by Barack Corroboree (Women in opossum skin capes), created in 1897, sold for $378,000 (buyer’s fees included), the third most expensive work at auction and a new record for the artist. His parade shield, also made in 1897, sold for $52,920 (including buyer’s fees), more than triple its low estimate and an auction record for a Barak artifact.
Melbourne dealer D’Lan Davidson was in the auction room at Sotheby’s New York on behalf of the Wurunjderi Woi Wurrung Cultural Heritage Aboriginal Corporation, with Wurunjderi eldest Uncle Ron Jones on the phone with him from the Australia before dawn last Thursday.
As the Wurunjderi Corporation considers various options for the storage and display of artworks, they are already in demand for upcoming exhibitions.
“We would love to have them,” says Judith Ryan who, together with Professor Marcia Langton, is curating the groundbreaking exhibition 65,000 Years: A Brief History of Australian Artto be held next year at the Ian Potter Museum of Art at the University of Melbourne.
“When you think about it, the university is in the land of the Wurunjderi Woi Wurrung people and Barak was truly a phenomenal leader, a spirit of reconciliation, he was revered by both blacks and whites alike, and his record of culture and his initiation of his own figurative style with introduced materials is truly the beginning of the modern Aboriginal art movement. So he’s an absolutely essential figure that has emerged in this country,” Ryan says. “We examine all the great architects of change through time and how triumphant the emergence of modern Aboriginal art has been.”
A tireless advocate for Indigenous art, Ryan was the former Senior Curator of Indigenous Art at NGV, where she worked for 44 years. His successor at the NGV, Myles Russell-Cook, described Barak’s works as “valuable testimony to Indigenous ways of life both before and on the frontier.”
“Through his art as well as his engagement with European culture, Barak left behind a wealth of detailed and important information about Wurundjeri cultural traditions,” said Russell-Cook.
“There are only about 50 known paintings by Barak, and therefore the discovery of any new work is of utmost importance to the Wurundjeri. The main subject of Barak’s work was the ceremonial trade and as such works such as these represent a tangible link to Wurundjeri ancestral and ceremonial knowledge.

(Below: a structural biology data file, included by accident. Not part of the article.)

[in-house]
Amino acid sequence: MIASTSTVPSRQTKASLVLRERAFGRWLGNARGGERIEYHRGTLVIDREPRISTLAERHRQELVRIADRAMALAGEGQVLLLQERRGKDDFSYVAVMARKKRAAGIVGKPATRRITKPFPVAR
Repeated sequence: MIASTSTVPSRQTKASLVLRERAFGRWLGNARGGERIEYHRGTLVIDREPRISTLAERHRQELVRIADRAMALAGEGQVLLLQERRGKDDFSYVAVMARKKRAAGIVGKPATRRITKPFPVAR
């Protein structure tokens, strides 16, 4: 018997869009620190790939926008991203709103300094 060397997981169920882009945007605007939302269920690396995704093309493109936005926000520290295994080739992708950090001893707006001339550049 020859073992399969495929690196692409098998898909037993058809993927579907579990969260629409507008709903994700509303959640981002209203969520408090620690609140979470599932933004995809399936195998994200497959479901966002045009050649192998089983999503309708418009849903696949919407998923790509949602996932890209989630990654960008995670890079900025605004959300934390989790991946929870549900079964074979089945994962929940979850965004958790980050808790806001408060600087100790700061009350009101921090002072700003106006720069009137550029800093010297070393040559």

“To see this painting and this shield successfully return to the land of Wurundjeri, the land where they resonate culturally, is important for all Australians, but particularly for the preservation of South East Aboriginal culture.”
Apart from Barak, new records have also been set for Mick Namarari Tjapaltjarri, Makinti Napanangka, Tjumpo Tjapanangka, Willie Tjungurrayi, Kanya Tjapangati, Joseph Jurra Tjapaltjarri, Pepai Jangala Carroll, Regina Pilawuk Wilson, Maringka Baker, Nyapanyapa Yunupingu, Jimmy Mijau Mijau , Djambulala, Wimmitji Tjapangati, Wintjiya Napaltjarri and Judy Watson.
At Wimmitji Tjapangati’s Tjanti (near Jupiter’s Well)1991, more than doubled its low estimate to sell for US$100,800 (including buyer’s fees) while artist Warlayirti Tjumpo Tjapanangka Wati Kutjarra (Two Brothers), 2004, also sold for more than double its low estimate at US$189,000 (buyer’s fees included).
Collectors have shown a preference for recognizable Aboriginal works. Several works by a new generation of openly political artists, including Vernon Ah Kee, Richard Bell and Christian Thompson, failed to sell. Ah Kee your duty, 2016, was perhaps the most impactful of them all. A textual work that reads: “Your duty is to accept me, my duty is to tolerate you”, it ostensibly overturns the social hierarchy. But an international audience may have found it difficult, and it was passed on against an estimate of $25,000 to $35,000.
Bucking the trend, Judy Watson looked like a shroud thrill, 1993, a large calico fabric stained red with oxide, a powerful allusion to the historic massacres of Indigenous Australians. The hauntingly beautiful artwork sold for US$18,900.
Several shields, clubs, spears and figurines made by unknown Aboriginal artists have also been passed down.
“All of the artifacts in the sale were from an American collection and 50% have been sold,” Klingender said. “The seller’s prices were probably too ambitious and we will carefully consider whether to offer artifacts again in these sales.”
In total, 69 of the 103 lots were sold. While the $4.5million auction total was a record for an Aboriginal art sale in New York, it’s a small change from Sotheby’s takings of more than $7billion last year. . But Sotheby’s has pledged to present an annual sale dedicated to Aboriginal art and will do so again in May next year.
“Sotheby’s was extremely pleased with the result,” says Klingender.
In Australia, the only major auction house that continues to offer sales dedicated to Aboriginal art is Deutscher and Hackett, whose sale of 69 lots in March brought in $2.5 million (including acquisition costs ).
In other news, Brett Whiteley Still Life with Buddha and Cornflowers, 1989, sold at Shapiro in Sydney last week for $500,000 (hammer), or $613,333 with buyer’s fees, making it the most expensive Whiteley to hit the market so far this year. It’s also the most expensive work Shapiro has ever sold, in a sale that fetched a total of $1.97 million (including buyers’ fees), a breakthrough for the auction house.
The painting was purchased by a private collector and now hangs in Brett Whiteley’s studio in Surry Hills, a fitting addition to the exhibition. Blue and whitewhich looks at Whiteley’s ceramics and the importance of the color blue in his work.